The pandemic sped up digitalization, increasing opportunities and risks. With more devices entering the digital space, interacting with one another, or creating dependencies, IoT device connections are more complex and vulnerable.
Predictions show that by 2025, over 85% of enterprises will have more smart edge devices on their network than laptops, tablets, desktops or smartphones. Similarly, by 2026, over 90% of enterprises will have experienced a security incident related to the edge network.
IoT devices have more than one way to connect to a network, offering multiple entry points that cyber attackers exploit. Bad actors are getting smarter and their methods and techniques are evolving, with some already using AI and automation to look for weaknesses and launch bigger, more effective attacks.
As IoT expands and operational technology (OT) moves from "air-tight" to "networked edge" devices, it will be very hard to extend security to these new devices. In fact, many businesses will find it virtually impossible because of the multiple layers of possible attacks.
The main attack areas of IoT are:
Devices. Devices can be used as the main way to start an attack. Memory, firmware, physical interface, web interface, and network services of a device can all be weak spots.
Software programs and apps. Vulnerabilities in web applications and the software for IoT devices can lead to systems being broken into. Web apps can be used to steal user credentials or push malicious firmware updates, for example.
Gateways, routers, and other communication channels. Attacks can come from channels that allow IoT components to talk to each other. Protocols used in IoT systems can have security problems that can affect the whole system. Network attacks like denial of service (DoS) and spoofing can also be used against IoT systems.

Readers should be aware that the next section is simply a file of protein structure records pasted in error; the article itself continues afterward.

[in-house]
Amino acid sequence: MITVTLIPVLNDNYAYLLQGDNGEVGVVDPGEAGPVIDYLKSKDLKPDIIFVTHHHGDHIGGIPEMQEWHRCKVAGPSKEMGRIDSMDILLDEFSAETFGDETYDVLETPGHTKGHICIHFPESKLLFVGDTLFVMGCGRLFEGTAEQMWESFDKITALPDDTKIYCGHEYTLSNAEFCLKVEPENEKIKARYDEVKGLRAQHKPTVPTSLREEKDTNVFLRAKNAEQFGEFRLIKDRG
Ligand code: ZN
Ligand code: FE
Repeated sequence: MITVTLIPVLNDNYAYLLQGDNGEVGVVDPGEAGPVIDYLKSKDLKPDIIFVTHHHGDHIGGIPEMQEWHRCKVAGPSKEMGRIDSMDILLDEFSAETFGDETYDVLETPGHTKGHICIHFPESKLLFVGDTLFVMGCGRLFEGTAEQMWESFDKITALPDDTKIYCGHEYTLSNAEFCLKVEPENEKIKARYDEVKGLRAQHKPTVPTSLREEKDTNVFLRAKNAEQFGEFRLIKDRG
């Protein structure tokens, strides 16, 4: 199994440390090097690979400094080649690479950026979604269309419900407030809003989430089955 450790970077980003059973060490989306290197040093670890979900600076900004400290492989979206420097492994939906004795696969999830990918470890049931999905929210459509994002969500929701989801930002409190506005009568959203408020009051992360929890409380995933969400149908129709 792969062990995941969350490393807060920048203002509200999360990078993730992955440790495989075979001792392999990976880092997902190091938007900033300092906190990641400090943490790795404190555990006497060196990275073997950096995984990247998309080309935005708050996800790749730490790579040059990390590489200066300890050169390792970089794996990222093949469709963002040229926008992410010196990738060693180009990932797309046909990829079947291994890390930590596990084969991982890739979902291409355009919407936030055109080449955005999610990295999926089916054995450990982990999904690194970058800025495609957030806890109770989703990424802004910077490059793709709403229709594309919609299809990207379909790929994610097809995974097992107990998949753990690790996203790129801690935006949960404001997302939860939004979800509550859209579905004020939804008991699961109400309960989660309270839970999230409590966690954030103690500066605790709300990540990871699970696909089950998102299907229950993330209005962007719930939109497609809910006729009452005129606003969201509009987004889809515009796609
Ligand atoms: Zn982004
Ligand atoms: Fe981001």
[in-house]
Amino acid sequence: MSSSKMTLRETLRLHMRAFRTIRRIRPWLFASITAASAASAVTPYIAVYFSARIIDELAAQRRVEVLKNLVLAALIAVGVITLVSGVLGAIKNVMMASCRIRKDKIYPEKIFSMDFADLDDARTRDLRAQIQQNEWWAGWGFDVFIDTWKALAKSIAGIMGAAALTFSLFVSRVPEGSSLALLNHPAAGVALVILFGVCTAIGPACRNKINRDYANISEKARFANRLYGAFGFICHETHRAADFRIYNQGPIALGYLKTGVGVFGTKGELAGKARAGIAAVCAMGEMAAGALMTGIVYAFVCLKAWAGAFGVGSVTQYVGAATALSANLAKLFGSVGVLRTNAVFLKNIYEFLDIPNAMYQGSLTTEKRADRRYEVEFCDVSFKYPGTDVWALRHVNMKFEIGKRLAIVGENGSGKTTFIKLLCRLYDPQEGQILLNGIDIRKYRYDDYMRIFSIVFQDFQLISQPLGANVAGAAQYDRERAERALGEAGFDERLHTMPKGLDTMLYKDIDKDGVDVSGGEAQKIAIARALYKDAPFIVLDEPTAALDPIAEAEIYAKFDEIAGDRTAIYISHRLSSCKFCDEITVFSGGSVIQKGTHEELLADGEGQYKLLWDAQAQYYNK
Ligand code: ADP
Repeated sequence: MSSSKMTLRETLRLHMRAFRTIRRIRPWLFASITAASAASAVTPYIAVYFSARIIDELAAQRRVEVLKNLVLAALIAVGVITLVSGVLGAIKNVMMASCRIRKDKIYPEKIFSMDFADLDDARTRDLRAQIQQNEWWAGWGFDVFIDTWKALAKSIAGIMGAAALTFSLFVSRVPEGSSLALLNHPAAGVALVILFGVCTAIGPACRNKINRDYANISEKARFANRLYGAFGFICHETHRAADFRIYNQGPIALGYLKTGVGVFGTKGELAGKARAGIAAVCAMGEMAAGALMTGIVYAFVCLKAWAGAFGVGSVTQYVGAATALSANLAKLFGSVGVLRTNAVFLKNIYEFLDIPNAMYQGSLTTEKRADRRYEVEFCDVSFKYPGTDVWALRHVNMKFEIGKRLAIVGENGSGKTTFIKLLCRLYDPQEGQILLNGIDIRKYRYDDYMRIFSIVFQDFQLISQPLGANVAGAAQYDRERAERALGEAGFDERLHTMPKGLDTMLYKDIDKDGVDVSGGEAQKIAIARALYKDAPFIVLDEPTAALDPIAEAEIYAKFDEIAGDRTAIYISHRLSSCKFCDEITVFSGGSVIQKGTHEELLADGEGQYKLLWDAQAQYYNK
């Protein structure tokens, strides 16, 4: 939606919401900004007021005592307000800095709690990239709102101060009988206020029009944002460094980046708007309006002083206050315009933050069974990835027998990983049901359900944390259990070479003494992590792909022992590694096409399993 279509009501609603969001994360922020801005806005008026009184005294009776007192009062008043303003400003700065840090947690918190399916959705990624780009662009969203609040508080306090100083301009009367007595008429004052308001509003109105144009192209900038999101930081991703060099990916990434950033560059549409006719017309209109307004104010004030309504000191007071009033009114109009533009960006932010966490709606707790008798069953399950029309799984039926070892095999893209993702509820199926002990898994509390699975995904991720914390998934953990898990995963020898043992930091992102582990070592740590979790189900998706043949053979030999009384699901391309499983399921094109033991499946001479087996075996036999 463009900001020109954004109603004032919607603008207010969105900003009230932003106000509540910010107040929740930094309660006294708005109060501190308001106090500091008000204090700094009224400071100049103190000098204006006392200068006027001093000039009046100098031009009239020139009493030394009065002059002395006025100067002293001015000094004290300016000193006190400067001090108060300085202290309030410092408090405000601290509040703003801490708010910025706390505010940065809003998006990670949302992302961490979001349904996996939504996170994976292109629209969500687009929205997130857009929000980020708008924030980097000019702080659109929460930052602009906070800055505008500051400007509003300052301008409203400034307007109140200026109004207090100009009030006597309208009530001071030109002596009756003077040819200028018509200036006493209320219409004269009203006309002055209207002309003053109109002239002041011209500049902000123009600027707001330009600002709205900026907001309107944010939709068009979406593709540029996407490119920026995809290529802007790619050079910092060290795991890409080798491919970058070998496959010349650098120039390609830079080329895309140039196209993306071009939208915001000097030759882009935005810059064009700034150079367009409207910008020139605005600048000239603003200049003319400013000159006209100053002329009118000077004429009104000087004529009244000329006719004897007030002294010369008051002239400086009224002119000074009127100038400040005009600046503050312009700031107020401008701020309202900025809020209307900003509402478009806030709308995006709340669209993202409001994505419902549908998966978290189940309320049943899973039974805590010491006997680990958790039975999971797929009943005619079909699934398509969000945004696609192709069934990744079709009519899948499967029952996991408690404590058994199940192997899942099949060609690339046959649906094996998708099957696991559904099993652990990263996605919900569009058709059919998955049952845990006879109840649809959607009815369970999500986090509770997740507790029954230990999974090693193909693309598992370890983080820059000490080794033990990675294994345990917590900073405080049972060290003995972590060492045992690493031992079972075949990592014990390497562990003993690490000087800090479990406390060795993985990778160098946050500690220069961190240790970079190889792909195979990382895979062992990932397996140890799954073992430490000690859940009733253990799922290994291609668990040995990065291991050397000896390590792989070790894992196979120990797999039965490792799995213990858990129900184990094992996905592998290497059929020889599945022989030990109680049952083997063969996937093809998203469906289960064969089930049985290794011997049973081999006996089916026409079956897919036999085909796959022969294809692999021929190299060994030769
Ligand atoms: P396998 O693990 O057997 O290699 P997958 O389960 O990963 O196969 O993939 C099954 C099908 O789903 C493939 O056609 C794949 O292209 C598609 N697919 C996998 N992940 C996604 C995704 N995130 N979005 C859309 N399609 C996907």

What are the biggest pain points of IoT for cybersecurity?
Issues with passwords and authentication. Device manufacturers hardcode default passwords to streamline end-user setup. Unfortunately, the end-user usually forgets to change the password as they don’t realize the dangers of default passwords.
Insecure hardware. Something as simple as plugging in a USB driver on an IoT device can infect systems with malware.
Privacy and data leaks. IoT devices communicate with one other as well as with end-users, which ironically, is one of the biggest issues as it surrenders control. While device security is important, data transmission security is also crucial.
Unpatched vulnerabilities. Frequently, we see users avoid system patches. Patches deliver security enhancements that protect networks against newly discovered vulnerabilities but when not applied, cyber attackers have a field day.
Remote employees and hybrid work. With COVID-19, many organizations work online only. Company-owned devices are in employees' homes where security is not ideal and less robust than an organization’s office network. Hybrid working models make things easier for cyber attackers as they can exploit smart devices, wearables, tablets, speakers, and more.
Data interception. Hackers will intercept communication channels between systems to exfiltrate data. Many IoT devices are not encrypted, and attackers can easily steal data like login credentials without needing to decrypt them.
Outdated devices. Desupported, deprecated, or outdated devices allow cyber attackers to compromise entire networks. From unreliable system customizations to the use of third-party software or hardware, attackers exploit the vulnerabilities of devices.
Organizations realize the need of a strategic approach from top to bottom when it comes to cybersecurity, especially since cyber risks can be present in virtually every layer of IoT or Edge infrastructures. Here are some of the most significant recommendations to secure IoT environments.
Achieving all of these recommendations manually would require an army of dedicated security professionals, which is most likely financially impossible. Instead, the best route is to search for automated AI solutions that can help cope with all of these security protocols.
Artificial intelligence and automation are shifting the way cybersecurity is approached by companies, highlighting the need for more sophisticated tools to deal with more sophisticated attacks.
Recent research shows that investments made on AI and automation pay off:
Even the most cybersecurity-mature organizations are a work in progress; it’s an ongoing endeavor that requires continuous learning, adaptability, and improvement as the dynamicity of the space and the systematic emergence of new threat vectors demand the prioritization of preparedness and resilience. A cyber attack is not a matter of “if” but “when” and to “what extent.”
As the IoT space continues to expand and evolve, so should your cybersecurity approach, employing only the smartest technologies that can handle but also proactively mitigate the cyber threats of today and tomorrow.
As published in Security Boulevard.